Chat Music director Sharreth ushers in a new phase in his oeuvre with his stylish tracks for the bilingual Tamil-Telugu film 180

Sharreth is supposed to play by the rules; rules that he himself outlined with his penchant for composing soul-stirring Malayalam ballads (and, of course, his equally emotional or sharp comments to reality show contestants). And then he goes and does an A.R. Rahman – a full on, new-age album that's bursting with melody and instrumental whiz work!

Well, it's certainly paid off because Sharreth's stylish compositions for the bilingual film 180, directed by adman Jayendra and starring Siddharth, Priya Anand and Nithya Menon, are currently rocking the music charts in Tamil and Telugu, especially the unusual Nee Korinaal... (sung by Karthik and Shwetha Mohan) and the thumping Vuvuzela Uthu, Rules Kidyathu... (sung by Tippu).

Out of his comfort zone

For a composer who has been for long reluctant to step out of his comfort zone, Sharreth sure has expanded his oeuvre to herald in the funky. The album is, in a sense, the veteran Malayali composer's first crossover hit. “I am super excited, to say the least. It's one thing when your family, friends or peers congratulate you for your work. But when the public takes your compositions to heart, and gets up in the middle of a screening to dance to it or applaud it as they have been doing, it feels fantastic!” says Sharreth. “I've not really had this kind of response from the public since Sree Ragamo... (Pavithram, 1994) and Palapoovithalil... (Thirakkatha, 2008) hit the charts. But then those two were a different genre for a different audience altogether,” adds the genial composer, who says that a lot of hard work has gone into the songs for 180.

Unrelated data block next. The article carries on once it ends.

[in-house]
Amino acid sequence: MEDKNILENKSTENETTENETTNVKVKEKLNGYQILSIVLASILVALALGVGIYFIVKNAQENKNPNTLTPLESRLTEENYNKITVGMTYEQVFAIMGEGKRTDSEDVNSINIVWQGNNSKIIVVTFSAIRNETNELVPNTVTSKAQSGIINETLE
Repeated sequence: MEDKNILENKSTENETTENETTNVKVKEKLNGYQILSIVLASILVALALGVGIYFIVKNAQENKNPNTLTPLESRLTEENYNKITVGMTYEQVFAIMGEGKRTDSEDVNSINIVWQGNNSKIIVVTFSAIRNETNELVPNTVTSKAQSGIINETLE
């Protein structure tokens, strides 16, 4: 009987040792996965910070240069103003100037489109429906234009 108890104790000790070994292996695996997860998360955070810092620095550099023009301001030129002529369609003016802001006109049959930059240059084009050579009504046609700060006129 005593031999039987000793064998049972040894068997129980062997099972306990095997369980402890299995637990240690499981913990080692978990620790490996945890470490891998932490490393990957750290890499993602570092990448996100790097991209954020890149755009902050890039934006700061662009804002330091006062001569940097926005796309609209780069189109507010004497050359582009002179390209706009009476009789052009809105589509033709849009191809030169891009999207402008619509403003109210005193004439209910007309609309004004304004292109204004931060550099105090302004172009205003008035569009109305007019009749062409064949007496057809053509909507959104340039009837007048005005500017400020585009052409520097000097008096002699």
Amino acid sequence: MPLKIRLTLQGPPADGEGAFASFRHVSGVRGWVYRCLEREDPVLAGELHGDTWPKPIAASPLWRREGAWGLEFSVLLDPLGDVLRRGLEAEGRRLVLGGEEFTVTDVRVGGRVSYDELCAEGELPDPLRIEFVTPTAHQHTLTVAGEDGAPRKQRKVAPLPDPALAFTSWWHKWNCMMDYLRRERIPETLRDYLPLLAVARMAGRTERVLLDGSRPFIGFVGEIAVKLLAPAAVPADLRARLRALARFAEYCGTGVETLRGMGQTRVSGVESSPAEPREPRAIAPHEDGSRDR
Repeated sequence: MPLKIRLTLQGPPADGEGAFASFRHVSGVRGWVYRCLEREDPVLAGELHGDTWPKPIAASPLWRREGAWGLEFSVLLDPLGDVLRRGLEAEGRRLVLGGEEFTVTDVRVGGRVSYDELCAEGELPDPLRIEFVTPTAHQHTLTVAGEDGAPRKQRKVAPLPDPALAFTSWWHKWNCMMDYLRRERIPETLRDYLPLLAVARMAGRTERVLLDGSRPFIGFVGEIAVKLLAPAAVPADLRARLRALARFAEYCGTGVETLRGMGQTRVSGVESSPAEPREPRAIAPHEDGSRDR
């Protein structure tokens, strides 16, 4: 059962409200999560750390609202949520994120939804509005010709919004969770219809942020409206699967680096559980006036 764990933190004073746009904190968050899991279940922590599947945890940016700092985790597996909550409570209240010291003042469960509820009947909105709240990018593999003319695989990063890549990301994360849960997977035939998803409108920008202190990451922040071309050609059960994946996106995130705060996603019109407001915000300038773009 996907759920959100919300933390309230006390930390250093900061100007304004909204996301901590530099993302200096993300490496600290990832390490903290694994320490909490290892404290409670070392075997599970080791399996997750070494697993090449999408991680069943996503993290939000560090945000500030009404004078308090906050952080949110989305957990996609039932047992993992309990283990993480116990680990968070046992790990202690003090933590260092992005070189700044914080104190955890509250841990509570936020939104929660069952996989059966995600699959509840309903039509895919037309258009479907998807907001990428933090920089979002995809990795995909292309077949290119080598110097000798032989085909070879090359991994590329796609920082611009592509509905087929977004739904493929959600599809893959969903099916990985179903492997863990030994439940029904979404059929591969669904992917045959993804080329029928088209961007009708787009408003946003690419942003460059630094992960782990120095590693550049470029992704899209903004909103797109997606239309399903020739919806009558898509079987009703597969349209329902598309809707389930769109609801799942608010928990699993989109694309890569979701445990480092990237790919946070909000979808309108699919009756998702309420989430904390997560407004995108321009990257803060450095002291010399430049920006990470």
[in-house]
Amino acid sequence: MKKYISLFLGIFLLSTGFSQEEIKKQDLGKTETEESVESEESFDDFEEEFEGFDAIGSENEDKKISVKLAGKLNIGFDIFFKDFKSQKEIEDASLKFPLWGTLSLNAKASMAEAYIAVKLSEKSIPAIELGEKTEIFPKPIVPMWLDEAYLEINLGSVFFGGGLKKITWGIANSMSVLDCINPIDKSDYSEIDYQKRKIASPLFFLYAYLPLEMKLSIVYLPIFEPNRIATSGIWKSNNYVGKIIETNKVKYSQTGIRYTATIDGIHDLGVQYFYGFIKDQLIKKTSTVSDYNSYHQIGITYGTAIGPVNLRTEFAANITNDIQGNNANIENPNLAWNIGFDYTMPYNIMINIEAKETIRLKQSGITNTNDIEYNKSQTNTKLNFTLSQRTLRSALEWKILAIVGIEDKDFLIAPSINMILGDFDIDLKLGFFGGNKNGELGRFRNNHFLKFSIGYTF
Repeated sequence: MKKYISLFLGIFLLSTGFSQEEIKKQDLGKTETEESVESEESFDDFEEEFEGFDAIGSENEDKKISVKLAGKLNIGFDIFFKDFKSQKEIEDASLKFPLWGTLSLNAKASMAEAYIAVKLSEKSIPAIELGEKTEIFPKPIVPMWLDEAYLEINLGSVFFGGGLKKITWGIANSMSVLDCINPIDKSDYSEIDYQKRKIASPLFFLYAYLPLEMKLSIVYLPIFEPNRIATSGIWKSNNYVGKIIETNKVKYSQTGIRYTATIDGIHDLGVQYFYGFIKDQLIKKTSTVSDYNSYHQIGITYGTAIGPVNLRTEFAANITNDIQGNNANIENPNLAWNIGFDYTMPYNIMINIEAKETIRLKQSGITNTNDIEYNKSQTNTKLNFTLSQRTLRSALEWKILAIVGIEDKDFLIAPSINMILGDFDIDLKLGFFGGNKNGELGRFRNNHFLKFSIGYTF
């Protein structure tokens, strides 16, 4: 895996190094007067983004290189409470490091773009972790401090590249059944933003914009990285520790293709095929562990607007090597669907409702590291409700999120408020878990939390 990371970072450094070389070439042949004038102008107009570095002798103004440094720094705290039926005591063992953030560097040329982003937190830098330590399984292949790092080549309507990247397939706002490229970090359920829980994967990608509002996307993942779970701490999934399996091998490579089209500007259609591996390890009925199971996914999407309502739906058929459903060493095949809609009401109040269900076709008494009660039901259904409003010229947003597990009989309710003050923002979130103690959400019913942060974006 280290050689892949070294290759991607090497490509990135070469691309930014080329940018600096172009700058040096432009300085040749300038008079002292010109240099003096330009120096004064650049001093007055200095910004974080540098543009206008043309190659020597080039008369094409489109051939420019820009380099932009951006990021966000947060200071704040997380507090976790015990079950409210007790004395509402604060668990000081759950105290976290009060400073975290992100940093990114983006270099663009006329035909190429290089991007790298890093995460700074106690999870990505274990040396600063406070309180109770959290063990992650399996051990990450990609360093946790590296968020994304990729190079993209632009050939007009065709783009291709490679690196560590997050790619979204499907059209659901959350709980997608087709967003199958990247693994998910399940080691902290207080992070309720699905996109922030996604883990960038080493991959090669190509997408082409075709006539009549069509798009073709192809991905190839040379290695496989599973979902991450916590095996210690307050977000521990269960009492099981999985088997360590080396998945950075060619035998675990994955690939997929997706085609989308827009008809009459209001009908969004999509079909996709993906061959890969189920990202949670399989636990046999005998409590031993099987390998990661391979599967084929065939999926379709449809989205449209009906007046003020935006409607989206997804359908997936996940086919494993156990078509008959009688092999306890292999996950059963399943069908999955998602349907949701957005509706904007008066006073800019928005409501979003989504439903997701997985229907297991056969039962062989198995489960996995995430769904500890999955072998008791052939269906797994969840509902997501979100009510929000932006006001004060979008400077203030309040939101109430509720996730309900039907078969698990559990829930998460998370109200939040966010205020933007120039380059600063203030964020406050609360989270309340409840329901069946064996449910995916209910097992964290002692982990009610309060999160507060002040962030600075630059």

“If only I could count the number of times I've had to change tunes at Jayendra sir's insistence or when he himself changed the entire concept of a song! In fact, with all this composing and re-composing for 180 I find myself with a kitty full of tunes, enough to last me quite a while!” says Sharreth, who has worked with Jayendra on quite a few ad films together. “It makes a whole lot of difference if a composer has a great equation with a film's director. I've known Jayendra sir for about 15 years now and we share a brotherly affection. But that does not mean he is not a hard taskmaster, a perfectionist who'll squeeze you dry until he gets the desired result,” adds Sharreth, who debuted in Tamil with June R (2005) and in Telugu with the musical Kalavaramaye Madilo (2009). Both the films sank without a trace but had some nice numbers, nonetheless. He debuted in Malayalam with Kshankathu (1990).

So is there a difference when composing for the Malayali audience and for the Tamil/Telugu audience considering that audience tastes vary a lot?

“Not really. Music is universal. If a composition is good, it'll work anywhere. Take the worldwide popularity of Michael Jackson's songs, for instance. It's only when you're composing songs that have a defined folk element in them that you've got to be careful to delve deep into the history of the region and its rhythms – to make it more authentic. 180 is not that kind of film, so I had the liberty to experiment,” he says.

With the stupendous success of 180, it's a given that he's getting offers aplenty, right? (Laughs). “Yes!” Three films each in Tamil and Telugu and four in Malayalam, to be exact.

Nita Sathyendran